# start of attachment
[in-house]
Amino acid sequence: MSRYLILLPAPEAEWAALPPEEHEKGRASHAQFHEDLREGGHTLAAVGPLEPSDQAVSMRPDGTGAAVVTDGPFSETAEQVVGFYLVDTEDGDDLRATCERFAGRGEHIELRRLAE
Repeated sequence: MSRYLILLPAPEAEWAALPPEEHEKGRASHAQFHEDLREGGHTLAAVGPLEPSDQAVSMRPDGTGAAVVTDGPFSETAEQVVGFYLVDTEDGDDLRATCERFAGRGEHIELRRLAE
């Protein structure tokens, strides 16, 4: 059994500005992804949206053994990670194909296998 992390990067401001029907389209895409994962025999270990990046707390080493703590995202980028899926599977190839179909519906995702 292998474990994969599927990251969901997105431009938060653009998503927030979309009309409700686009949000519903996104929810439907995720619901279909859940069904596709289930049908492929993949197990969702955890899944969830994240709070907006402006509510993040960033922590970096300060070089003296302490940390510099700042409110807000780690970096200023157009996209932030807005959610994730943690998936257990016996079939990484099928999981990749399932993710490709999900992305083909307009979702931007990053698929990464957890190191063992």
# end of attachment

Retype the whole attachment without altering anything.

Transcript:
[in-house]
Amino acid sequence: MSRYLILLPAPEAEWAALPPEEHEKGRASHAQFHEDLREGGHTLAAVGPLEPSDQAVSMRPDGTGAAVVTDGPFSETAEQVVGFYLVDTEDGDDLRATCERFAGRGEHIELRRLAE
Repeated sequence: MSRYLILLPAPEAEWAALPPEEHEKGRASHAQFHEDLREGGHTLAAVGPLEPSDQAVSMRPDGTGAAVVTDGPFSETAEQVVGFYLVDTEDGDDLRATCERFAGRGEHIELRRLAE
């Protein structure tokens, strides 16, 4: 059994500005992804949206053994990670194909296998 992390990067401001029907389209895409994962025999270990990046707390080493703590995202980028899926599977190839179909519906995702 292998474990994969599927990251969901997105431009938060653009998503927030979309009309409700686009949000519903996104929810439907995720619901279909859940069904596709289930049908492929993949197990969702955890899944969830994240709070907006402006509510993040960033922590970096300060070089003296302490940390510099700042409110807000780690970096200023157009996209932030807005959610994730943690998936257990016996079939990484099928999981990749399932993710490709999900992305083909307009979702931007990053698929990464957890190191063992």